Coach's Corner: Mackovic discusses tragedy

A solemn John Mackovic left the field and addressed the media. It was September 11th, 2001. The day of one of America's greatest tragedies. Despite the terrible aftermath of the terrorist attacks, the Arizona Wildcats decided to practice in an n attempt to retain some semblance of normalcy. Coach Mackovic discussed his reasoning behind the decision to practice and what kind role does college athletics play in America.

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Mackovic began by making a statement.

MACKOVIC: "Today's events dwarf playing football or anything else. That was a big part of my message to the team. The thing I want them to know and learn from this is that they are going to be the leaders of tomorrow. Young people who are in college today will be in leadership positions and it won't be long off. Hopefully they can learn something through this, understand it and make a difference.

"We're very saddened by the many losses of lives and injuries and destruction that we have felt in our nation's capital and in one of the world's greatest cities. They are our brothers and sisters who we don't even know. They are our brothers and sisters and we hurt for them.

"In spite of that we felt there were other issues that we had to address and one of those was getting back on the field. Hopefully this will give us some other things to work for. College athletics are about more than winning and losing. I took the time to discuss these things with them. I thought it was an appropriate thing to do. Certainly today took everyone by surprise."

QUESTION: Do the coaches have any say in whether games would be played this weekend?

MACKOVIC: "I don't have any idea. Since we're not playing, no one has asked or anything. I know we canceled the Pac-10 teleconference. I happened to be in Raleigh, North Carolina the night John F. Kennedy was killed. We had a Friday night game and we played the game that night. I remember playing and no one wanted to play. Maybe by Saturday we'll get over the initial shock and be interested in continuing. Although I would suspect that many games on the East Coast are not going to be played."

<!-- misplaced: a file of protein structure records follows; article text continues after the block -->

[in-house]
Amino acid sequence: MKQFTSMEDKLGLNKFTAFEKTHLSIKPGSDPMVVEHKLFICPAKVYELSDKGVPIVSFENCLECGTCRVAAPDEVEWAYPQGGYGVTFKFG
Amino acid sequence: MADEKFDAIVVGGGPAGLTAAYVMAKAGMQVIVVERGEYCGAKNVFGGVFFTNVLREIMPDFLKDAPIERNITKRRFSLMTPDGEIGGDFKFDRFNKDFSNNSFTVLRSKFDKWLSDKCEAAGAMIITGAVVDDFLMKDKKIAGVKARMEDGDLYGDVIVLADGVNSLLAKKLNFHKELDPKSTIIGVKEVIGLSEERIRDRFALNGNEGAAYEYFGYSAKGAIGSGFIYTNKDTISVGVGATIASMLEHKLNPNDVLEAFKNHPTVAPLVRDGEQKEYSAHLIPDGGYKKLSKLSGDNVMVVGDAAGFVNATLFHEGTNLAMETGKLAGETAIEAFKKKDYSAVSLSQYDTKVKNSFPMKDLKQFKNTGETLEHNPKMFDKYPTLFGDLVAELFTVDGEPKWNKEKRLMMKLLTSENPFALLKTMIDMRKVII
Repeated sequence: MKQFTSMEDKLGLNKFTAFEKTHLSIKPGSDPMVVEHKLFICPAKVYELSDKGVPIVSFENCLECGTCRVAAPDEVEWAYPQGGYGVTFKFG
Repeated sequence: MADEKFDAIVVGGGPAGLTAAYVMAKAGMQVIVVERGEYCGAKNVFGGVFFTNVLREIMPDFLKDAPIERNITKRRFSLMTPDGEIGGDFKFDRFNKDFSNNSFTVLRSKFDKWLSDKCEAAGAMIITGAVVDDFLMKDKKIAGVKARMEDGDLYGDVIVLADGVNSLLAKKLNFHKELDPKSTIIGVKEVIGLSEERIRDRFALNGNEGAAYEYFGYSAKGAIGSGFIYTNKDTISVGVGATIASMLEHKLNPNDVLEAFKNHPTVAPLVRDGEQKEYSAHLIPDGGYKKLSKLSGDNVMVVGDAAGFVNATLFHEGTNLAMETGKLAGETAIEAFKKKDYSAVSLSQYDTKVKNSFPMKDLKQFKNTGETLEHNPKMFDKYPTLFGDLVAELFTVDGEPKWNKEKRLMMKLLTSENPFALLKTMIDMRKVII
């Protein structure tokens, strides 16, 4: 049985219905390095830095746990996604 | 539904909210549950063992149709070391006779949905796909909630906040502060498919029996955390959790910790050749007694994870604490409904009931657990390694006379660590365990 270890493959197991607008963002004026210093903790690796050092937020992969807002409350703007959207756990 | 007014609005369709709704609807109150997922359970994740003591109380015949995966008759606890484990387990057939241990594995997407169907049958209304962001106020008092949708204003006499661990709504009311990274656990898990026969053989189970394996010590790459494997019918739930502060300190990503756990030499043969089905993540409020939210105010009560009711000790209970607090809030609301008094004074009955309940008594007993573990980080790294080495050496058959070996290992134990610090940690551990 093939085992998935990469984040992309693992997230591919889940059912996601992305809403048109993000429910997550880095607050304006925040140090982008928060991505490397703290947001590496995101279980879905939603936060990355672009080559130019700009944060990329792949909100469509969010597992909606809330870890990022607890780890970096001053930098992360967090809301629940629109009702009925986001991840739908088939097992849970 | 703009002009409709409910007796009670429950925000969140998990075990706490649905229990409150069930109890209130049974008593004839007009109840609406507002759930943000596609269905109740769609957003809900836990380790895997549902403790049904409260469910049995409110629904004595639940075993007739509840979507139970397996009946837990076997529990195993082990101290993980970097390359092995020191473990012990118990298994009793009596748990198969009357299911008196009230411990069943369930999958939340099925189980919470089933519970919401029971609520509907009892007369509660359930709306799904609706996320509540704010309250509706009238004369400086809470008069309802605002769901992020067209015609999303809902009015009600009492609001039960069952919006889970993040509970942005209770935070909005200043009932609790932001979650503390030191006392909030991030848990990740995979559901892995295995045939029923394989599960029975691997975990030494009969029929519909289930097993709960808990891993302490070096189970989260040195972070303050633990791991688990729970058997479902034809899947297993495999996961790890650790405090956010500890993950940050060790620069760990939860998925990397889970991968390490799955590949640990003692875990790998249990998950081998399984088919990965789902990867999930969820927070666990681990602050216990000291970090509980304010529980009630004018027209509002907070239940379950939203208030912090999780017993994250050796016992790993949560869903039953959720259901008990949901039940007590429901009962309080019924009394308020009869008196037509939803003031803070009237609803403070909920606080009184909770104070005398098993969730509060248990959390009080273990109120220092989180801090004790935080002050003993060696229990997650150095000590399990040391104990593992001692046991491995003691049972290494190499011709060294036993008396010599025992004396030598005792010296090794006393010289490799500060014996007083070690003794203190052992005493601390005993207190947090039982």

QUESTION: Any thoughts on not practicing today?

MACKOVIC: "We gave it some consideration. I think our Congress said it best as have so many of our leaders, and that is ‘nothing is going stop America'. We are a strong land. We are strong people. No one is going to stop us from moving ahead. Practicing is not a stand of indifference, rather a show of strength that we know who we are as a country. I think these young men can get something from the message and from coming out here and doing some things together."

QUESTION: If you had a game this week, would it be harder or easier for the team to practice?

MACKOVIC: "I think today would be hard for anyone. I made sure that we didn't put on pads today. I think it will be difficult for most teams. If we had a game we would have practiced, but it still would have been light."

QUESTION: Has it hit the players or coaches very hard?

MACKOVIC: "I'm sure that there will be names that surface that people on this team know. When they print a list with all those names we'll find a name that we know. I have a lot of friends on the East Coast. A lot of businessmen, guys that I went to college with at Wake Forest. A lot of West Pointers."

QUESTION: Was it a good practice, or was the mood too somber?

MACKOVIC: "What our guys got out of it was a sense of belonging. What it means to be a part of a team. We always talk about what college athletics should mean. A lot of people just get down to the basics and say ‘aw, it's just about winning and losing.' But it is more than that. It means more than that to me and it should be more than that to everyone involved. I think maybe we have a different feeling about togetherness."


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